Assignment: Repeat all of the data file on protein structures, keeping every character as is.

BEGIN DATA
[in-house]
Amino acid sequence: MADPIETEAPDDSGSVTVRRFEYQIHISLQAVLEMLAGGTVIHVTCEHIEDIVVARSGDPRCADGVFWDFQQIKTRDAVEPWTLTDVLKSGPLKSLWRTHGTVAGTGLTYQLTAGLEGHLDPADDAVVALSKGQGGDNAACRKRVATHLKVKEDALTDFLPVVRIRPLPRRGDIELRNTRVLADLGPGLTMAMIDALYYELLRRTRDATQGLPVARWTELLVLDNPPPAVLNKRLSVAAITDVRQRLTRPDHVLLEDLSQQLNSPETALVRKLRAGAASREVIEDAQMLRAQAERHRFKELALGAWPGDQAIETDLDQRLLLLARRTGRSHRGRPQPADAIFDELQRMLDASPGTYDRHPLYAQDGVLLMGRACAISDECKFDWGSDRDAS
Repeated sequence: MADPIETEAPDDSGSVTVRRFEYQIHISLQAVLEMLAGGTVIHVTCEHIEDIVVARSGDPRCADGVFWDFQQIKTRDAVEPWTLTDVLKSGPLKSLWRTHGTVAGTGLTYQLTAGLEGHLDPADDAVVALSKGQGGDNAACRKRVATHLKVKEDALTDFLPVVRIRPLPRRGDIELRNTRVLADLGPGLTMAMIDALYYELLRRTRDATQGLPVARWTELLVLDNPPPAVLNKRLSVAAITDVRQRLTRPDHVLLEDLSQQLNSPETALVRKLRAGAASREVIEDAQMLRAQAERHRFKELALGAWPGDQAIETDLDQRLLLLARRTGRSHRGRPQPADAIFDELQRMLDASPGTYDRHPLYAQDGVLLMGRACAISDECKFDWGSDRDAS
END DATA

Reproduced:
[in-house]
Amino acid sequence: MADPIETEAPDDSGSVTVRRFEYQIHISLQAVLEMLAGGTVIHVTCEHIEDIVVARSGDPRCADGVFWDFQQIKTRDAVEPWTLTDVLKSGPLKSLWRTHGTVAGTGLTYQLTAGLEGHLDPADDAVVALSKGQGGDNAACRKRVATHLKVKEDALTDFLPVVRIRPLPRRGDIELRNTRVLADLGPGLTMAMIDALYYELLRRTRDATQGLPVARWTELLVLDNPPPAVLNKRLSVAAITDVRQRLTRPDHVLLEDLSQQLNSPETALVRKLRAGAASREVIEDAQMLRAQAERHRFKELALGAWPGDQAIETDLDQRLLLLARRTGRSHRGRPQPADAIFDELQRMLDASPGTYDRHPLYAQDGVLLMGRACAISDECKFDWGSDRDAS
Repeated sequence: MADPIETEAPDDSGSVTVRRFEYQIHISLQAVLEMLAGGTVIHVTCEHIEDIVVARSGDPRCADGVFWDFQQIKTRDAVEPWTLTDVLKSGPLKSLWRTHGTVAGTGLTYQLTAGLEGHLDPADDAVVALSKGQGGDNAACRKRVATHLKVKEDALTDFLPVVRIRPLPRRGDIELRNTRVLADLGPGLTMAMIDALYYELLRRTRDATQGLPVARWTELLVLDNPPPAVLNKRLSVAAITDVRQRLTRPDHVLLEDLSQQLNSPETALVRKLRAGAASREVIEDAQMLRAQAERHRFKELALGAWPGDQAIETDLDQRLLLLARRTGRSHRGRPQPADAIFDELQRMLDASPGTYDRHPLYAQDGVLLMGRACAISDECKFDWGSDRDAS